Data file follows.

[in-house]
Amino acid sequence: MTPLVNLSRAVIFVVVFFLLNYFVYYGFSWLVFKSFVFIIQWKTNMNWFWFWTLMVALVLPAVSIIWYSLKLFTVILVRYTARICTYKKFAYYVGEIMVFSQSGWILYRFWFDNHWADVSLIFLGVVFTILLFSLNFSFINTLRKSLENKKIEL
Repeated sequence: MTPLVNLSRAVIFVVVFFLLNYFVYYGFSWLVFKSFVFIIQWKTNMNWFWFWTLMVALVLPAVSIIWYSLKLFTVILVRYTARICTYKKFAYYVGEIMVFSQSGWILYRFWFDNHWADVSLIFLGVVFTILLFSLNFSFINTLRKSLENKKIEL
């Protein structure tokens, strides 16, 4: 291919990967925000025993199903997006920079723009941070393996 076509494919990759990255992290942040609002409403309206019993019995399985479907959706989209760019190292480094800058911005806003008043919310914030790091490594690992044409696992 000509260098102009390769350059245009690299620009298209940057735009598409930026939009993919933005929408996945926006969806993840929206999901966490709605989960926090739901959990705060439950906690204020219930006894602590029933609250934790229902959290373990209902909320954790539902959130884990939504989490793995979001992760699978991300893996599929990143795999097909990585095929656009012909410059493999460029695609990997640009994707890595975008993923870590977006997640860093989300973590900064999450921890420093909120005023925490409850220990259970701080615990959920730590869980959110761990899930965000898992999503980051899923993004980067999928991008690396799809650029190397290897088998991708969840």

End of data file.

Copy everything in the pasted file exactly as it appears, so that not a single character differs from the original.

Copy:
[in-house]
Amino acid sequence: MTPLVNLSRAVIFVVVFFLLNYFVYYGFSWLVFKSFVFIIQWKTNMNWFWFWTLMVALVLPAVSIIWYSLKLFTVILVRYTARICTYKKFAYYVGEIMVFSQSGWILYRFWFDNHWADVSLIFLGVVFTILLFSLNFSFINTLRKSLENKKIEL
Repeated sequence: MTPLVNLSRAVIFVVVFFLLNYFVYYGFSWLVFKSFVFIIQWKTNMNWFWFWTLMVALVLPAVSIIWYSLKLFTVILVRYTARICTYKKFAYYVGEIMVFSQSGWILYRFWFDNHWADVSLIFLGVVFTILLFSLNFSFINTLRKSLENKKIEL
């Protein structure tokens, strides 16, 4: 291919990967925000025993199903997006920079723009941070393996 076509494919990759990255992290942040609002409403309206019993019995399985479907959706989209760019190292480094800058911005806003008043919310914030790091490594690992044409696992 000509260098102009390769350059245009690299620009298209940057735009598409930026939009993919933005929408996945926006969806993840929206999901966490709605989960926090739901959990705060439950906690204020219930006894602590029933609250934790229902959290373990209902909320954790539902959130884990939504989490793995979001992760699978991300893996599929990143795999097909990585095929656009012909410059493999460029695609990997640009994707890595975008993923870590977006997640860093989300973590900064999450921890420093909120005023925490409850220990259970701080615990959920730590869980959110761990899930965000898992999503980051899923993004980067999928991008690396799809650029190397290897088998991708969840």